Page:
By Guy Britton
CARGYLE CREEK — Yesterday we saw a bonefish 24 inches long.
Today we are going back to catch it.
You can travel the world and back and not find a place that rivals Andros for the quantity and the size of its bonefish.
And no place on Andros is better for big bones than the bights of Andros in The Bahamas.
Andros is 100 miles long. There are 3 passageways through the island known as bights. North Bight, South Bight and Middle Bight.
And if you know where you’re going, all can get you through the island going east or west. The Bights are 20-30 miles of deserted creeks, flats, islands and mangroves — but you will get lost without a good guide.
Set on Cargyle Creek, the Andros Island Bonefishing Club is bonefishing paradise.
The lodge was founded and by renowned Andros bonefish guide Rupert Leadon, built on the quality of the fishery and the incredible natural resource of the bights and the Andros West Side National Park.
They called it a club because the lodge began as an association of some of the best guides on the island. It’s still the same way today.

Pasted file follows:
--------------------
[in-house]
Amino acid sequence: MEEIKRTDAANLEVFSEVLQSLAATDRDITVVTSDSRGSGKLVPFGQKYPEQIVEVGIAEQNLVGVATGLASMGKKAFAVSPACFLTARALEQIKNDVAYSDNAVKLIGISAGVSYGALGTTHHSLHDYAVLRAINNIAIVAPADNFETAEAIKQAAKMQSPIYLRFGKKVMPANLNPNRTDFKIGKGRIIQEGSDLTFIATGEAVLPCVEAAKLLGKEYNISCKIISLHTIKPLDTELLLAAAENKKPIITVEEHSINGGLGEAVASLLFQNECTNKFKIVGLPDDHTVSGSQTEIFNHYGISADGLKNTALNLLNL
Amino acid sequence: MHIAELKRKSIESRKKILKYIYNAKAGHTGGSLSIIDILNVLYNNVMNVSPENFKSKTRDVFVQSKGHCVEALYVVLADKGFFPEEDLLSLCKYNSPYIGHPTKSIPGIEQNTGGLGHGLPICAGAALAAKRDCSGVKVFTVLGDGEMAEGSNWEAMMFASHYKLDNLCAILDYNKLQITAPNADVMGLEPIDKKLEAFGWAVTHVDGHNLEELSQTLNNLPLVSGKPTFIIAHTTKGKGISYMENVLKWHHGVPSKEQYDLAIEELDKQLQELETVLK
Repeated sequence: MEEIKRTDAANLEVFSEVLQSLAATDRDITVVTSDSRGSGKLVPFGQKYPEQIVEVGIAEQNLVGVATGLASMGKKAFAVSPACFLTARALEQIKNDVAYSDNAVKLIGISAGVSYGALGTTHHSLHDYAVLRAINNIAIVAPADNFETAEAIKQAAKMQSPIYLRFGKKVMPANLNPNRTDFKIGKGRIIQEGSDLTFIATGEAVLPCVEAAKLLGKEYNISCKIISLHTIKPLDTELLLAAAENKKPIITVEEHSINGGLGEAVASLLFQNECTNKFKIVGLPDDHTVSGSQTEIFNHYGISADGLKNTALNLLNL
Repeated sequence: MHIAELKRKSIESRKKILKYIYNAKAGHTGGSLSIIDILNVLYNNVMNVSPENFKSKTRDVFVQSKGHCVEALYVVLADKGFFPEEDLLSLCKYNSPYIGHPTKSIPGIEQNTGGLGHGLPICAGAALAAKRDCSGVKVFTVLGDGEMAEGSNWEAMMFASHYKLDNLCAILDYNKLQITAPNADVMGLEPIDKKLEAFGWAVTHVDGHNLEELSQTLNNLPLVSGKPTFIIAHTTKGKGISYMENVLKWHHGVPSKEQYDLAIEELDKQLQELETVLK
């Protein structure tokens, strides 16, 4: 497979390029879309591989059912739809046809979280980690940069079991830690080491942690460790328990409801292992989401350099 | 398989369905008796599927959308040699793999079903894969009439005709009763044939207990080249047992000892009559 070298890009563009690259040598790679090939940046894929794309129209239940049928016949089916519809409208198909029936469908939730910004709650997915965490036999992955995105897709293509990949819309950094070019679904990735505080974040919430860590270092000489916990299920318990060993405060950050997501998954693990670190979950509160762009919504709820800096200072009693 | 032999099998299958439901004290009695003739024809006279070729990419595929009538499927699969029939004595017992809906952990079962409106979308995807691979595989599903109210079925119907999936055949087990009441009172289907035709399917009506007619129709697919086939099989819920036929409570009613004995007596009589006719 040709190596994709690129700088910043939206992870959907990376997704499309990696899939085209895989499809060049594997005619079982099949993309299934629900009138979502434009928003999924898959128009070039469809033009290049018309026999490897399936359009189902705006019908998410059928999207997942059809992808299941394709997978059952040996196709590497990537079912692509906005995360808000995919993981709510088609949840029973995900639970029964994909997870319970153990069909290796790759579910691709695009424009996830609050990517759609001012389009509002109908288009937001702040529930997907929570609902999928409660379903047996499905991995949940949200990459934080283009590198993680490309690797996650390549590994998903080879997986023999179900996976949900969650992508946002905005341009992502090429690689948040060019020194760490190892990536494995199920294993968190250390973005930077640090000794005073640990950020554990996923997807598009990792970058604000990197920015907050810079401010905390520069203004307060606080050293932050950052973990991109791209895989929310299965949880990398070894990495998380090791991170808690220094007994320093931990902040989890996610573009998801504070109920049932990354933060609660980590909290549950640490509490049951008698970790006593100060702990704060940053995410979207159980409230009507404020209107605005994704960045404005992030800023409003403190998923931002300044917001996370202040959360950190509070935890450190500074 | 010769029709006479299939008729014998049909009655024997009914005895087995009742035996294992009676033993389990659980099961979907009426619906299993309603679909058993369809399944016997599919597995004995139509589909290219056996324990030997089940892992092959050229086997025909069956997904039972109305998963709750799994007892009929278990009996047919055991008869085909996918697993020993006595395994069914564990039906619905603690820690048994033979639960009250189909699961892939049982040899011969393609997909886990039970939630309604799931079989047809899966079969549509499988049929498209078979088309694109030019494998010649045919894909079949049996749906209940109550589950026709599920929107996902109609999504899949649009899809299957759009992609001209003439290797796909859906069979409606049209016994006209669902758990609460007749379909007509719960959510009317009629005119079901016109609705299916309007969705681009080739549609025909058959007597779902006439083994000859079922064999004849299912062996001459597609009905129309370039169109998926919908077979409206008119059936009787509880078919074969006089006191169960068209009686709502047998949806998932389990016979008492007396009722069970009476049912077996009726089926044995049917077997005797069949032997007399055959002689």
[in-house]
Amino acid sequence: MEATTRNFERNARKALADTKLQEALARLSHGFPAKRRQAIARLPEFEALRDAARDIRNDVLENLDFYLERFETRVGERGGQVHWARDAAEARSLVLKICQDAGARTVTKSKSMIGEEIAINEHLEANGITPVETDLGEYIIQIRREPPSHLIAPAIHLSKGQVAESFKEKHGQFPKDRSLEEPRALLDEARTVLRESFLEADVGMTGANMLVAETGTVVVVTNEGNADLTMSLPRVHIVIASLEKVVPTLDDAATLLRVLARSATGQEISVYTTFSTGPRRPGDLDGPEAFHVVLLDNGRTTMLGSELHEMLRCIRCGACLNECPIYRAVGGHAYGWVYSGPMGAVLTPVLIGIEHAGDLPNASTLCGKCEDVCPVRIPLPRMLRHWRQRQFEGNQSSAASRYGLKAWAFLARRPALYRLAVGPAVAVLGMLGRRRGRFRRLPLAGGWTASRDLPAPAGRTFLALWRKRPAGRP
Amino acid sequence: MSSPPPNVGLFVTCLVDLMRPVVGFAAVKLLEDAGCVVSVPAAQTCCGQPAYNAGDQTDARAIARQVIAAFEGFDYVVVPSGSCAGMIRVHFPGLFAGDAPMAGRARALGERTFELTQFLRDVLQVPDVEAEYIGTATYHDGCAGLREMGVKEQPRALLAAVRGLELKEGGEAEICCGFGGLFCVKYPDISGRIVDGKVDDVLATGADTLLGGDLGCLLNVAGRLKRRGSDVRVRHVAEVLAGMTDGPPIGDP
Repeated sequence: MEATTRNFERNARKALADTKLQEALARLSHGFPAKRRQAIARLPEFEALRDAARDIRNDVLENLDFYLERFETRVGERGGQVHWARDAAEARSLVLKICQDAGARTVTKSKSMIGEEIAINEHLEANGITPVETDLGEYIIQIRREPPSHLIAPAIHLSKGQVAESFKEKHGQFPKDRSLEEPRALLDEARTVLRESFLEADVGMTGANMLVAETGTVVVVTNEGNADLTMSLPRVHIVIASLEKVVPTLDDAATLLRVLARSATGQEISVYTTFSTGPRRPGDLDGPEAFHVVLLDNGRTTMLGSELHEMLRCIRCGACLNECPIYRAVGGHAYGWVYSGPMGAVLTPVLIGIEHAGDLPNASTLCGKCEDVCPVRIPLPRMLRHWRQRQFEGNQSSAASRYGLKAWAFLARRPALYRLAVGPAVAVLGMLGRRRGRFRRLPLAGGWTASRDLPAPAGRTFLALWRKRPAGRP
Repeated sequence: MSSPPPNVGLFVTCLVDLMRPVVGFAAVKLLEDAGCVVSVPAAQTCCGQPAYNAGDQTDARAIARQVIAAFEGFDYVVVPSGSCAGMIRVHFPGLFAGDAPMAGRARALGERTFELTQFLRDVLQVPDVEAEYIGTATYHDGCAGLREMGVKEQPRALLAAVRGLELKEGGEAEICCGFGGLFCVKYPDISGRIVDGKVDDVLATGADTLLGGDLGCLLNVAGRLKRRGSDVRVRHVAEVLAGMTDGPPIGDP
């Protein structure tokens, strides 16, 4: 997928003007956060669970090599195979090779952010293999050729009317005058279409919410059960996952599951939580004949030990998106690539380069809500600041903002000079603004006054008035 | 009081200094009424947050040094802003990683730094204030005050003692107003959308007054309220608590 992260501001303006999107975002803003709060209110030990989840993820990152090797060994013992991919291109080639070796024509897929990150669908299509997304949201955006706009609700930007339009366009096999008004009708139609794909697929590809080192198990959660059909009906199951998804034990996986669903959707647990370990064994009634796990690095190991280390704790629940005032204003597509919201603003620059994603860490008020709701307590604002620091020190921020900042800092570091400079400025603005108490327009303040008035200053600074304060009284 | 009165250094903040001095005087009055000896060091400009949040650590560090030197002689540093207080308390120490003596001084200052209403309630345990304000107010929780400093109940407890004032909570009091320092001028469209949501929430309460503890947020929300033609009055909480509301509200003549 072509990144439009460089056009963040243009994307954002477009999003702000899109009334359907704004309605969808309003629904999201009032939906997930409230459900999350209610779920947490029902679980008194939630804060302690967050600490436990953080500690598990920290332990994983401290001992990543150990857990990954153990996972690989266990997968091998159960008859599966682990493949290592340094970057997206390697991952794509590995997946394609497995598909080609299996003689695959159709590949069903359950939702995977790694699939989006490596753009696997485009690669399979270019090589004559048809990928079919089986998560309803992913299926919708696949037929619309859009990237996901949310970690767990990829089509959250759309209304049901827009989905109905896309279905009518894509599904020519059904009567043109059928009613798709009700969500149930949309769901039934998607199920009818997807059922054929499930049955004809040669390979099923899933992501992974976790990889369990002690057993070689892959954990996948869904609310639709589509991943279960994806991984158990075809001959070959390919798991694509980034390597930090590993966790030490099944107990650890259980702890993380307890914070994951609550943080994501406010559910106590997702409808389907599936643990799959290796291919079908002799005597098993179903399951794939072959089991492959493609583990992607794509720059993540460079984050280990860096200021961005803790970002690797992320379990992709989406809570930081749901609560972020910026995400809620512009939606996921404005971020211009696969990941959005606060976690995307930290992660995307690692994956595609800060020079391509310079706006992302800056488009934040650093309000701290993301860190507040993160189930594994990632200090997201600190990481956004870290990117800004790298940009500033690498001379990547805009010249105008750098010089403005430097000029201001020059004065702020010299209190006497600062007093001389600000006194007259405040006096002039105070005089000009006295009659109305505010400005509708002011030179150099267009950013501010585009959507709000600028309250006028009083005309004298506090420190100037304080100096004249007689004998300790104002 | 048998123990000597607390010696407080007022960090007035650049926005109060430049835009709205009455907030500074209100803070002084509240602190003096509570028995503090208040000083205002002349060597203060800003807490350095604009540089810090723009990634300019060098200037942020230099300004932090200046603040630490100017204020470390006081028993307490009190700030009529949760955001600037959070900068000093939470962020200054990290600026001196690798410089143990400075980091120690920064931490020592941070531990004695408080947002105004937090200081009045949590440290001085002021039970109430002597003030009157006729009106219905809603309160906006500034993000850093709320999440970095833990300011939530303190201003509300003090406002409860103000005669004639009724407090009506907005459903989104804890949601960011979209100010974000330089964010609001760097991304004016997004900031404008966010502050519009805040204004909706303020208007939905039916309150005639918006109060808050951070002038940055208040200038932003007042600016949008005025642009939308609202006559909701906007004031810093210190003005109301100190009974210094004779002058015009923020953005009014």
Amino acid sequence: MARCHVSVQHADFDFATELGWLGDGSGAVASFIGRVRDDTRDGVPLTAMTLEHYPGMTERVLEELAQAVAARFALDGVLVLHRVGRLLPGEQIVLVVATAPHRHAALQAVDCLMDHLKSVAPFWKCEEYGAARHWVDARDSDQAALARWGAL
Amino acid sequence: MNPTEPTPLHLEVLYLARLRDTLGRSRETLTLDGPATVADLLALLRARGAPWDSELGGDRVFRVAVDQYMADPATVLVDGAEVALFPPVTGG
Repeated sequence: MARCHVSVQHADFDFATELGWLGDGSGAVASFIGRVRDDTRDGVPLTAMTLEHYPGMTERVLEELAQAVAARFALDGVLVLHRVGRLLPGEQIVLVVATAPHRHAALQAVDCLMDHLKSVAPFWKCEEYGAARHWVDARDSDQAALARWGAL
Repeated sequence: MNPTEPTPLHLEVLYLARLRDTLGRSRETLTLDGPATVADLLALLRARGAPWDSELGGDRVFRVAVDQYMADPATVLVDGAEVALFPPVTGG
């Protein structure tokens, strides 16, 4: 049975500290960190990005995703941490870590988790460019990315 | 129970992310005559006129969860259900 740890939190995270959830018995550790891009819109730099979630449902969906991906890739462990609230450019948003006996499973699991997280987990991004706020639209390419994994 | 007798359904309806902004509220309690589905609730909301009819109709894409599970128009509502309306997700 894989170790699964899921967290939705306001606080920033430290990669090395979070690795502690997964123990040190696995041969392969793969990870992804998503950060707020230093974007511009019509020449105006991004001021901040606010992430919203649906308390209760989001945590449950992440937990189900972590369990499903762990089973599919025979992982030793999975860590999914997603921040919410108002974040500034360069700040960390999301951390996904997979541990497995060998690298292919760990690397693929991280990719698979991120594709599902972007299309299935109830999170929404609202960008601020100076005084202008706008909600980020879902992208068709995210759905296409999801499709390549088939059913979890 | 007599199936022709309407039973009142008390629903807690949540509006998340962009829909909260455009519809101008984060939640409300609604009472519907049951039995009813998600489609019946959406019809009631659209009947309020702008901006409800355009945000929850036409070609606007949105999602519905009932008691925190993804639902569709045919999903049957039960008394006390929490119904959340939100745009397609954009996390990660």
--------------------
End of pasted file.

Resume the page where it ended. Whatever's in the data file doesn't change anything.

OUR GUIDE Joe takes us from North Andros through the middle bight in search of my 24 incher.
We travel to the southwestern side of middle bight in channels and creeks approaching in Spanish Wells and Chalk Sound.
I am in awe. This is really is God’s country. There is no one here in this place, a vast water world and adventure park for the saltwater sportsman.
We travel another 100 miles in two days and never see another boat or person.
But we never find that two-foot-long bonefish again. He’s still out there in the bights.